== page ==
CFL: Is it crushing faulty logic?

September 09, 1994

The dramatic response to the Canadian Football League in Baltimore may be merely a product of all the disgust built up toward the National Football League, of admiration for the underdog fight to recapture the Colts' name or of boredom in the absence of baseball.

Or it could be this: The rejection of self-doubt that has nagged at this area for a decade, ever since the original Colts fled in 1984. Can Baltimore support a pro team of its own? An answer in the affirmative is becoming ever more clear.

The Baltimore-Toronto Argonauts game at Memorial Stadium last month drew 41,000 fans, pushing the average for the local CFLs past 37,000 a game. Of the top eight crowds at Canadian league games this season, five occurred in Memorial Stadium. The local team is expected to top 40,000 again for Saturday's home game versus Sacramento.

That has to be considered phenomenal because the corporate support that undergirds any successful pro sports franchise isn't there to the extent an NFL team would garner. Plus, Canadian football may have a century of play under its belt, but virtually no one here knows that history. We all know Cal Ripken Jr. drinks milk. Does CFL quarterback Tracy Ham? Who knows? This team can't yet market personality; it can only sell product -- but it has done remarkably well doing that.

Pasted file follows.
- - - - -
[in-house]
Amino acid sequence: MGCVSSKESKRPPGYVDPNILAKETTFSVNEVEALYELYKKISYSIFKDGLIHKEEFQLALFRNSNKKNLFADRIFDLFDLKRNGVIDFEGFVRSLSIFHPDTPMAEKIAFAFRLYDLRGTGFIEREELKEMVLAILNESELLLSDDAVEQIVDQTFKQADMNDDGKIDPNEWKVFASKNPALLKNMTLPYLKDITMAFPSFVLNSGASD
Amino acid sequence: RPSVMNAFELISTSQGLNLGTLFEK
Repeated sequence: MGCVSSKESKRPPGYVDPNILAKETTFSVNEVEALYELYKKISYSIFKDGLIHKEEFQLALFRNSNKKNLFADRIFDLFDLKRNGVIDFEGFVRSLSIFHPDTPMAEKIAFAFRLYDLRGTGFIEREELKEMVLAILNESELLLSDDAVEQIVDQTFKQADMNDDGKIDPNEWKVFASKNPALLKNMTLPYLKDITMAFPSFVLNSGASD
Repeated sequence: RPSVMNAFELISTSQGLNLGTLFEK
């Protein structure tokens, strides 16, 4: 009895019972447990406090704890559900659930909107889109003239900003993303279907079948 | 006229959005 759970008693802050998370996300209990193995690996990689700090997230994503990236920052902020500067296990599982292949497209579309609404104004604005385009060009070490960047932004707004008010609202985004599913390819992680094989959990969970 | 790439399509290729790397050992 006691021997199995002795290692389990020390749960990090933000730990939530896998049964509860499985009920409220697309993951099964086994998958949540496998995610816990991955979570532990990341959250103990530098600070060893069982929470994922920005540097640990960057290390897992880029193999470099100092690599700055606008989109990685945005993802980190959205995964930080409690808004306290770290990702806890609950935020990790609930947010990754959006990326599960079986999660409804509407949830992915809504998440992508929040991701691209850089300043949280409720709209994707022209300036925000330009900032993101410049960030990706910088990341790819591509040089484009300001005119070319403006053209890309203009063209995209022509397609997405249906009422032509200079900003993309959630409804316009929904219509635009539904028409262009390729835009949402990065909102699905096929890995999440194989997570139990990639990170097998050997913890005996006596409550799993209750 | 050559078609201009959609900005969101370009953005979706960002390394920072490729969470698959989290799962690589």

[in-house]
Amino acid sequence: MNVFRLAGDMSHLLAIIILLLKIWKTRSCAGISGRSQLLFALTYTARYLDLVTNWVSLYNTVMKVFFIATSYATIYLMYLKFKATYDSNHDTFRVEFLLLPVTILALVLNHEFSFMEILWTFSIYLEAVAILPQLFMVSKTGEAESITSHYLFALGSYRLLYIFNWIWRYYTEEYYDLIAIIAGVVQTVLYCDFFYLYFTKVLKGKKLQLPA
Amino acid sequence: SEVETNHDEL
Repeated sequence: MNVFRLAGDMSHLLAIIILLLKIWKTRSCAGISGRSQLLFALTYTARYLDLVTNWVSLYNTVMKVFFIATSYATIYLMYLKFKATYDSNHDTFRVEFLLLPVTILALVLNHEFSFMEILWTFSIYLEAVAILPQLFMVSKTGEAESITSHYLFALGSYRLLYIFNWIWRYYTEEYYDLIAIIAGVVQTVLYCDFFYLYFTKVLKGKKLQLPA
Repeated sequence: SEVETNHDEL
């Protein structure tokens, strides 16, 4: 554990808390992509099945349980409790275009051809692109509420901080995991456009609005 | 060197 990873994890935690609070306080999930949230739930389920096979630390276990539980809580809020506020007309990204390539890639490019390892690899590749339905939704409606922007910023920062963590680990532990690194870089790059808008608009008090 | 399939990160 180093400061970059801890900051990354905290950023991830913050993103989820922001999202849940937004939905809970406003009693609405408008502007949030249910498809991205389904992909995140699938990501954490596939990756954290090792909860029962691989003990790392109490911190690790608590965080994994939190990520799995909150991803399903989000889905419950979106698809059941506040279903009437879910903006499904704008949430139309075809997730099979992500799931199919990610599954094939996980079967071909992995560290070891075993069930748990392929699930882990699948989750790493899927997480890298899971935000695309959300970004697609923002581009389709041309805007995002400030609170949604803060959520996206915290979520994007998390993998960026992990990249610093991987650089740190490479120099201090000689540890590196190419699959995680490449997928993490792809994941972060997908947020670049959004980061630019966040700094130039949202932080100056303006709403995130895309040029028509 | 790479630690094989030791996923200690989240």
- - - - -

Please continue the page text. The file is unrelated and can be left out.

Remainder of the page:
When Bob Irsay fled town with his Colts drawing about 30,000 a game, Baltimore got hung with an albatross: Could the city support the big leagues? The apprehension continued through the '80s as Baltimoreans feared that Edward Bennett Williams would carry off the Orioles to D.C. Even the Brobdingnagian success of Camden Yards didn't quell suspicions: Would the stadium be a hit without all those flip-up phones and Wall Street Journals from D.C. in the stands? Why was new owner Peter Angelos so reluctant to return the name "Baltimore" to the road jerseys? Even minor league hockey eventually bolted Baltimore. In seeking to build a new stadium in Laurel, Washington Redskins owner Jack Kent Cooke dissuaded the NFL from thinking this bi-city market could sustain two franchises.

But the CFL's early eye-popping success here with one hand tied behind its back is convincing folks far beyond Maryland that Baltimore is major-league. This is not the region it was when the Colts absconded: The area has grown at a faster clip in the 10 years since they left than in the 15 years before they did. It's wealthier, too. And in a refurbished old stadium, before a no-name team of no-name players, the collective roar of fans bellowing C-O-L-T-S is blowing away some old clouds of self-doubt.


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